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Americans believe Christians face increasing intolerance but complain too much
A new study sheds light on whether a growing political focus on religious liberty is helping or hurting Christians. - photo by Kelsey Dallas
Nearly two-thirds of Americans (63 percent) say that Christians are facing growing intolerance, but 43 percent say they're tired of hearing complaints about it, according to a new survey from LifeWay Research.

"Both of these facts will matter as Christians profess and contend for their beliefs without sounding false alarms around faux controversies. It won't be easy to strike that balance," said Ed Stetzer, executive director of LifeWay Research, in the organization's press release.

Using data from 2013 and 2015, the report notes that increasing numbers of U.S. adults say society is becoming more hostile toward Christians and less supportive of religious liberty protections. Sixty percent of respondents told LifeWay Research that religious liberty was on the decline in 2015, compared to 54 percent two years earlier.

But even 38 percent of Christians think believers are complaining too much about these cultural shifts, LifeWay Research reported.

Religious liberty has been a key talking point for the Republican Party in recent years, because politicians have shifted their focus away from contentious family issues like same-sex marriage, as McKay Coppins observed for BuzzFeed News in 2013.

"In speeches, interviews and op-eds, savvy culture warriors have abandoned the fervent rhetoric of the 80s and 90s that used to cast conservatives as champions of virtue, enemies of vice and saviors of American society," he wrote. "Instead, their new message centers on ensuring that the rights of religious institutions and believers aren't trampled under a stampede of secularism."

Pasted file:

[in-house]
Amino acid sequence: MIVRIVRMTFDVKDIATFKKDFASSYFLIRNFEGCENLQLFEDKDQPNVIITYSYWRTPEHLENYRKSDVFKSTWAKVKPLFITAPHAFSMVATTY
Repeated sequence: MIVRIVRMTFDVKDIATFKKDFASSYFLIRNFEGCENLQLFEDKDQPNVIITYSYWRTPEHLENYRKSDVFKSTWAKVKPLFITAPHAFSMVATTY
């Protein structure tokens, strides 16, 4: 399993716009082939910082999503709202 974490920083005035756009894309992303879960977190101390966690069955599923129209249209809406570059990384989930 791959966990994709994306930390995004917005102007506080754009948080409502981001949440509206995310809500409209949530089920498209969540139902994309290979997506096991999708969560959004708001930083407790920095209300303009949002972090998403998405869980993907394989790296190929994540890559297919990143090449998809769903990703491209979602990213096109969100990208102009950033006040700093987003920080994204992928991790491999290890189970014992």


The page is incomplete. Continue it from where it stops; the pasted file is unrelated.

Candidates in the 2016 presidential election have more than tripled the total mentions of "religious liberty" and related terms in GOP debates compared to their 2012 counterparts, Deseret News National reported in early March.

Additionally, Christian groups committed to preserving religious liberty increasingly clash with popular companies who support protections for members of the LGBT community.

For example, Texas Values, a Texas-based group, criticized Apple and Disney this week for pressuring Georgia Governor Nathan Deal to veto a controversial bill that would have allowed people of faith to refuse services to same-sex couples, The Huffington Post reported.

As LifeWay Research's new study illustrates, this spotlight on religious liberty has failed to impress some Americans, such as young adults and people who belong to non-Christian faiths.

"Less than half (42 percent) of those 18 to 24 say religious liberty is on the decline," LifeWay Research reported. And only 43 percent of non-Christians say that intolerance toward Christians has increased.
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